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What’s for Christmas Dinner?

Posted by on Dec 22, 2009 in BLOG, Christmas, culture, family | One Comment

I must start with an apology to my readers – Last post, I said that this entry was going to be about my grandmother (Lola Elen)’s favorite holiday recipes. This proved to be a no-go, mainly because my lola, who opens a seasonal catering business for the holidays, literally keeps her recipes under lock and key. Where she keeps that key I don’t even want to surmise. I asked an aunt what the chances were that she would allow her generations-old family recipes to be shared with all and sundry on my blog, and in true Web 2.0 fashion got the following response: LOL.

I’ve seen her culinary magic unfolding for countless years throughout my childhood, but the sheer number and variety of ingredients in her dishes is enough to confuse even the most photographic of memories. There are 6 different kinds of protein in her Chicken Relleno alone, not to mention the process of deboning, re-stuffing, baking, and basting said bird til it resembles not so much a chicken as it does a delicious, chicken-shaped Macy’s Thanksgiving baloon.

Chicken Relleno, you ask? Whatever happened to ham for Christmas?

It’s no surprise to any reader that people have different Holiday meal traditions. Each Christmas dinner is an amalgam of seasonality, family history, culture, and occasional competitiveness between different branches of the family.

Growing up in a family of food nuts, Christmas dinner for me was almost a sporting affair.  Around the pre-requisite lechon (whole roast pig), my grandmother and her sisters pitted their most scrumptious concoctions. Tita Cita volleyed with a killer potato salad, paella and lengua (ox tongue in mushroom sauce). My lola – with “volunteer” labor from her daughters and granddaughter – answered back with the aforementioned chicken relleno, cold prawn salad and hand-made fettuccine with garlic sauce. Tita Chit then threw down an unbelievable mango tart, sago gula melaka (a Singaporean dish made with tapioca pearls, and a coconut-molasses sauce) and finished it off with dreamy, crunchy, creamy Silvanas. All the best recipes from Europe and Asia, with a Filipino twist, down the hatch and into another year’s photo album.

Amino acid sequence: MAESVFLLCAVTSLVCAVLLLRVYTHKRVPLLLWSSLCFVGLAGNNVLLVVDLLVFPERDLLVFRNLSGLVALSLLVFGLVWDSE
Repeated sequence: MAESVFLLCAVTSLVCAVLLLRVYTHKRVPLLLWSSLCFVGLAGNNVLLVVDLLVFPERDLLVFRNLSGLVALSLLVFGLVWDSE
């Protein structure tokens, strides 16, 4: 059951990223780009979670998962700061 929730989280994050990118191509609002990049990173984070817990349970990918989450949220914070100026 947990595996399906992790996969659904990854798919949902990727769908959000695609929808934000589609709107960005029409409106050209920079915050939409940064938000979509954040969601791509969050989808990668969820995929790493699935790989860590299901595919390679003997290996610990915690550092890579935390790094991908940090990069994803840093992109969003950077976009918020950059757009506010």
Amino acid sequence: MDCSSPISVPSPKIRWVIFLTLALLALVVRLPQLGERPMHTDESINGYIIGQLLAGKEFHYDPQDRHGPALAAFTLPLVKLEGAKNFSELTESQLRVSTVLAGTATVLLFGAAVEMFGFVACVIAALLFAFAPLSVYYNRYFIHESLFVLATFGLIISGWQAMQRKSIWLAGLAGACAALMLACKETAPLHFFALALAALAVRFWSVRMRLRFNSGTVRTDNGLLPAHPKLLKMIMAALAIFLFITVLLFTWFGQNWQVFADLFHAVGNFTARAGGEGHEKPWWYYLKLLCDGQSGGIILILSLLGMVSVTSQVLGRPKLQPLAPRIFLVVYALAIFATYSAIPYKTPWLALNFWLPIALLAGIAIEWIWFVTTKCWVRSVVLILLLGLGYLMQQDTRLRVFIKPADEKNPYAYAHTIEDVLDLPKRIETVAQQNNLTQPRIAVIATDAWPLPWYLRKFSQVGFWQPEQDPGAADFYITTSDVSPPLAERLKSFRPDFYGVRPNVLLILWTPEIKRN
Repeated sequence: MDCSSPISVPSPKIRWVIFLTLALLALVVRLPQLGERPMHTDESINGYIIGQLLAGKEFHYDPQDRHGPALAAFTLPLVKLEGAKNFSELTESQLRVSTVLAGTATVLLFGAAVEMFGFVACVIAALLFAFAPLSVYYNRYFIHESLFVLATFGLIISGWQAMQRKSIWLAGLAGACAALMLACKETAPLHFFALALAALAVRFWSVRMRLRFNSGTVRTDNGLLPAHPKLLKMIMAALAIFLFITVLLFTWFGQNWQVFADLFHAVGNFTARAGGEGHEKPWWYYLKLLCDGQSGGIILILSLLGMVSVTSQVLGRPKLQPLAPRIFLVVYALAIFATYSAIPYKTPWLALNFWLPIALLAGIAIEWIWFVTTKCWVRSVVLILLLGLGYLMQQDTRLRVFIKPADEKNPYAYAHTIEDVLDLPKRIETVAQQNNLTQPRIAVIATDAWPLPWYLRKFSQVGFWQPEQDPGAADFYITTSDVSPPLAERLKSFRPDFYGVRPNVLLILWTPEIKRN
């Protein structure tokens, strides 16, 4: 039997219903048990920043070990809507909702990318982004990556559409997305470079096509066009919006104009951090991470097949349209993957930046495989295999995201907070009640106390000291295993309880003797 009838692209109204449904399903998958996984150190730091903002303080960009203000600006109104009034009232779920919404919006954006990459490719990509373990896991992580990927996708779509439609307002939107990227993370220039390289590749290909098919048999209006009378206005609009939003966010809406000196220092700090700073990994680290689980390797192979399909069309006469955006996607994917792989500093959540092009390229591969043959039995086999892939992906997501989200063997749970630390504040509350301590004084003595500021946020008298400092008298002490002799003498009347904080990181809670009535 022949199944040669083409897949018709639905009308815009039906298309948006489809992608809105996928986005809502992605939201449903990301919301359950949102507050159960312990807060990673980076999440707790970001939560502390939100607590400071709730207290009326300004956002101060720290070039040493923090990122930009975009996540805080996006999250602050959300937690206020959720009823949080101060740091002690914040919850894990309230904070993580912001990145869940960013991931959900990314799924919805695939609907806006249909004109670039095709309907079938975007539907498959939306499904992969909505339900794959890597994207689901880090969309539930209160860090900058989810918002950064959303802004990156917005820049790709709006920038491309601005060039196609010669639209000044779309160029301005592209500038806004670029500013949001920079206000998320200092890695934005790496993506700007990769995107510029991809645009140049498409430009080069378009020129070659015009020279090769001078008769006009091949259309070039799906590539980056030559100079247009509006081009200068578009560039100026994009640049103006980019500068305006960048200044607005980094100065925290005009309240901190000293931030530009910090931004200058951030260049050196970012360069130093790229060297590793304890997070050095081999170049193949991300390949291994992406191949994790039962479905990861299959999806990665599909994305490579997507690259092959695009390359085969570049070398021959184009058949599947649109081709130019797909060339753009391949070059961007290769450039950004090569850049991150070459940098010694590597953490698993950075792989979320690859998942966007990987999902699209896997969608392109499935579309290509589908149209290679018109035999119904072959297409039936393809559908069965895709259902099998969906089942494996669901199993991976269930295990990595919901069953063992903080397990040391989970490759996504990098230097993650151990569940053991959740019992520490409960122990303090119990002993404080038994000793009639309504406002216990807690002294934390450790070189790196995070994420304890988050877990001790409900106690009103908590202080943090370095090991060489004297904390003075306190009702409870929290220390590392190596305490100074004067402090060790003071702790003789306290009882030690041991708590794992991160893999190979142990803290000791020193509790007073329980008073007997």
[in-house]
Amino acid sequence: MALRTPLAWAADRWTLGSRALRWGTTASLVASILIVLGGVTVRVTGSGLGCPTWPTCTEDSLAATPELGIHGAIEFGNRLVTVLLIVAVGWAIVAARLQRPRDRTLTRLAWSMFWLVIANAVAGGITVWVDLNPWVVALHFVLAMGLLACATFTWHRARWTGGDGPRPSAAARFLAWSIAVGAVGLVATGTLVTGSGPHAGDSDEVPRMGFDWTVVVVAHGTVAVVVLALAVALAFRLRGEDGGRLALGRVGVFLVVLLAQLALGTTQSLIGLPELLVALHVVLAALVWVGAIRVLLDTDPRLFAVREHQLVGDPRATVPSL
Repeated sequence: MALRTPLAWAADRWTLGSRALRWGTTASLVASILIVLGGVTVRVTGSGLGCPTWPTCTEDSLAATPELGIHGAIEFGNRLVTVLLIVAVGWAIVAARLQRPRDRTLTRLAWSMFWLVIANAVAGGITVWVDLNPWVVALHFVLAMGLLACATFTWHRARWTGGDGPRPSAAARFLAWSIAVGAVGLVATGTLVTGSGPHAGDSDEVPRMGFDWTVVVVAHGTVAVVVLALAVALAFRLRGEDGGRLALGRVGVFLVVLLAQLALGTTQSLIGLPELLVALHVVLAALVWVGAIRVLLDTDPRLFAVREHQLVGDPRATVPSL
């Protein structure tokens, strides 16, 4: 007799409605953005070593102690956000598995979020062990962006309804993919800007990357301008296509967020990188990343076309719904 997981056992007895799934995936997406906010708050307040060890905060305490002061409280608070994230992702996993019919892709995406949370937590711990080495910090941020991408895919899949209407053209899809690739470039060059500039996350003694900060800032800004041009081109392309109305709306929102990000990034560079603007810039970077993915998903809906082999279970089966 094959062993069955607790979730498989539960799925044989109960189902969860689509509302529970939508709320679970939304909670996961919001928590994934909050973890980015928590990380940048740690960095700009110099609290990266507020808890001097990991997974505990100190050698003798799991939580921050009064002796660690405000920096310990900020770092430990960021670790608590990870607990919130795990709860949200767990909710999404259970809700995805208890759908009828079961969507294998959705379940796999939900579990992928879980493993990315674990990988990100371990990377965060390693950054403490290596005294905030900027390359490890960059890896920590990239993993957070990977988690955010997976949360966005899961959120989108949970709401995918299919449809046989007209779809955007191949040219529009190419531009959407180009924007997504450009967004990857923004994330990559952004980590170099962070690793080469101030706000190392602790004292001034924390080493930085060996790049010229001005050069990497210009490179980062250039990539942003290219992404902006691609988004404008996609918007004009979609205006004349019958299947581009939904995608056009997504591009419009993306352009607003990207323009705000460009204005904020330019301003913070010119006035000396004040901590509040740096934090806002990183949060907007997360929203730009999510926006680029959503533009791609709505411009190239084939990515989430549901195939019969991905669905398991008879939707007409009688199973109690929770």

These days my Christmas dinners are a wee bit lighter, though they’re spiced up by my fiance’s South American roots. In Oregon, where we share Yule with his family, my fiance’s grandmother whips up her own traditional food from her hometown (Moyobamba) in Peru. In addition to fat-kid-making lasagna, we also have juanes (chicken, mixed with minced meat, spices and rice, steamed in a banana leaf), papas ala huancaina (steamed potato with a bread and nut sauce), and an out of this world seco de cordero, or lamb stew.

I’m excited for the day that all these dishes, gleaned from generations of cooks and from all corners of the globe, will one day come together at my own family’s Holiday meal. My future kids will bitch and moan about having to prepare them, but I can regale them with stories of my own childhood, whining about the 12 recipes of pasta I had to crank out by hand before I went out to play, or the eggs I had to stick up countless deflated chicken butts to help make the catering schedule. And complain as they will, they won’t be able to resist digging into their Filipino, Peruvian, Italian, Singaporean Christmas feast. Hell, maybe we’ll throw in a good old American Ham in there, just to take it up a notch.

What’s for dinner on Christmas?  Family, tradition, and love. I wish that for all of you this holiday.

Now tell me what’s on YOUR table!

1 Comment

  1. Melissa
    December 23, 2009

    For my family, it is less about the dinner and more about the desserts/treats. Persimmon cookies are always at the top of my list but oddly enough, my Grandma's fruit cake is pretty amazing. No kidding. The booze never really bakes out of it all the way so it is wonderfully spicy and boozy and delish!!! I can't wait to get home and devour all of the sweet treats my family has made.

    Happy Holidays!